I want $20 plus shipping. I will try to post some pictures of the owning here.

Contact me if you are interested r_whiten@hotmail.com

Thanks,
Rick
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Old 05-14-2012, 04:41 PM   #10
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1960 22' Safari
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Installing Rope Awning

I put my awning on for the first time last weekend. I cleaned and straightened the track as instructed and then stood on a 5 gallon bucket with a helper at the other end and we are 5' 8". I also sprayed the channel with a light coating of silicone spray prior to installing. All went well and in a minute it was in place and ready for the poles. We decided to use expanding utility poles we purchased at Menard's, big box store in the upper midwest. They are intended to attach to a variety of tools such as dip nets and squeegies (sp?). The are very sturdy, look good and adjustable up to 12 feet. They were a little spendy at $23 each but they are indestructable. I also had to insert a stainless screw in the end which goes through the grommet in the canopy. I will post picks later tonight.
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Old 05-14-2012, 06:43 PM   #11
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Quote:
Originally Posted by bbqmama View Post
I'm looking to make my own rope and pole awning as described here :

Awning Instructions This Montana Life

Got the fabric and the tent poles And was about to get cracking in the sewing when I had a thought...

How does one get up to the awning rail while camping and thread the awning edge in with it being so high off the ground? It seems necessary to pack along 2 ladders - one for each person to get up to the rail and then thread it through...

Am I missing something that makes the process easier?
First of all, thanks for posting this very helpful tutorial.

Second, I have a solution for getting to the awning rail: 1) own a 1950's short model with reverse drop axle. 2) Be over 6 feet tall and have long limbs.-- Problem solved....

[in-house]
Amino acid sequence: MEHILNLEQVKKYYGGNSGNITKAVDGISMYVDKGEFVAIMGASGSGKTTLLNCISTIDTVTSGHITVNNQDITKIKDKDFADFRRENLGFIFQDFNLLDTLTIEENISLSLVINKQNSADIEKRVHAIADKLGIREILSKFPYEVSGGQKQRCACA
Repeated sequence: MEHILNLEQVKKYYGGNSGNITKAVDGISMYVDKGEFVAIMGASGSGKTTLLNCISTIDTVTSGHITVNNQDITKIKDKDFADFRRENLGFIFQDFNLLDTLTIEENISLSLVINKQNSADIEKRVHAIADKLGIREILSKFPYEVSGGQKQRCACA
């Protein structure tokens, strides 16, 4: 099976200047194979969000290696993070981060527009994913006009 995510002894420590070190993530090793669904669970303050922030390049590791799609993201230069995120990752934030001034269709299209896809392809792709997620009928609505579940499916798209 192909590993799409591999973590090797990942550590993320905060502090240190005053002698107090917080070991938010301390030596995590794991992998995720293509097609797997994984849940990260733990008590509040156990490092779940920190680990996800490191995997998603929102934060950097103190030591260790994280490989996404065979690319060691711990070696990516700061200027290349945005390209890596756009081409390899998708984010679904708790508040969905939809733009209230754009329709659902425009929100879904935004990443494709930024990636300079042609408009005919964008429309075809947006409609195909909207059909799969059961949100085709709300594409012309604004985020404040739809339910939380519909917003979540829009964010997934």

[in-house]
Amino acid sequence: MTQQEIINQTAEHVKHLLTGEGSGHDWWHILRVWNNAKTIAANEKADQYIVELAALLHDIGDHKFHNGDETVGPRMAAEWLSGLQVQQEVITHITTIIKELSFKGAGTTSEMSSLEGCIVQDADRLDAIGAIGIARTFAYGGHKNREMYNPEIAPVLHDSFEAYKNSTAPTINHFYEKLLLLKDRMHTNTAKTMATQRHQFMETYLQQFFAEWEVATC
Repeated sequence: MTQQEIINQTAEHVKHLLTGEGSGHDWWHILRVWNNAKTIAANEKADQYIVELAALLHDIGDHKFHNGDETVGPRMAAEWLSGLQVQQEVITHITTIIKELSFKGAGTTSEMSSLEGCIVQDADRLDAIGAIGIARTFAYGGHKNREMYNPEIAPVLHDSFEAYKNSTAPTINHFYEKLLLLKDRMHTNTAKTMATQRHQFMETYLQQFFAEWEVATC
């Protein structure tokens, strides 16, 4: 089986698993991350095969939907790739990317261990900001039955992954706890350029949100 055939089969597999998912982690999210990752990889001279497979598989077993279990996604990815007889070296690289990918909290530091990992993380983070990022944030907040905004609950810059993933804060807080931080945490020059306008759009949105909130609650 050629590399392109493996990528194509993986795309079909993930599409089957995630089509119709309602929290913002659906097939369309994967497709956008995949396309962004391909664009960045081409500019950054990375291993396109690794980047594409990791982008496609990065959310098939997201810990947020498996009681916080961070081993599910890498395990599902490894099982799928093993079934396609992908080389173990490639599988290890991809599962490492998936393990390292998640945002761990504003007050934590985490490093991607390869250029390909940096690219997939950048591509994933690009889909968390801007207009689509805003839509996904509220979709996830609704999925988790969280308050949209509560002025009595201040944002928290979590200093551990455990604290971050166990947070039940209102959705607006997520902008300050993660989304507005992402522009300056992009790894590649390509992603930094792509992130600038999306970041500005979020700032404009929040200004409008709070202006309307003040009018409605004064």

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Old 05-14-2012, 07:03 PM   #12
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1959 26' Overlander
Powder Springs , Georgia
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Quote:
Originally Posted by worldinchaos View Post
I have a solution for getting to the awning rail: 1) own a 1950's short model with reverse drop axle. 2) Be over 6 feet tall and have long limbs.-- Problem solved....
Doh! I'm short with a long(ish) Airstream. Fail on both accounts!
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Old 05-14-2012, 11:42 PM   #13
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1967 20' Globetrotter
Broomfield , Colorado
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Quote:
Originally Posted by Someday'59
We use a step ladder (for me, because I'm shorter) and a folding chair for my husband. It's a sturdy folding chair. I don't think a camp chair would work unless your balance is really good.

Funny enough, I was just looking at your blog, someday! Not sure how I came upon it but enjoyed reading about your adventures. So a step ladder would suffice eh?
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Old 05-14-2012, 11:47 PM   #14
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1967 20' Globetrotter
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Quote:
Originally Posted by prhamilt
I put my awning on for the first time last weekend. I cleaned and straightened the track as instructed and then stood on a 5 gallon bucket with a helper at the other end and we are 5' 8". I also sprayed the channel with a light coating of silicone spray prior to installing. All went well and in a minute it was in place and ready for the poles. We decided to use expanding utility poles we purchased at Menard's, big box store in the upper midwest. They are intended to attach to a variety of tools such as dip nets and squeegies (sp?). The are very sturdy, look good and adjustable up to 12 feet. They were a little spendy at $23 each but they are indestructable. I also had to insert a stainless screw in the end which goes through the grommet in the canopy. I will post picks later tonight.

I'd love to see the pics prhamilt.... What is in the awning that runs through the channel? Rope? Hose? The silicone spray sounds like a good idea. I have a set of 3 of the adjustable tent poles that cabelas sells that I was going to try and use but will take a peek at the menard's you mentioned... Indestructible sounds good, especially with the winds we get around here!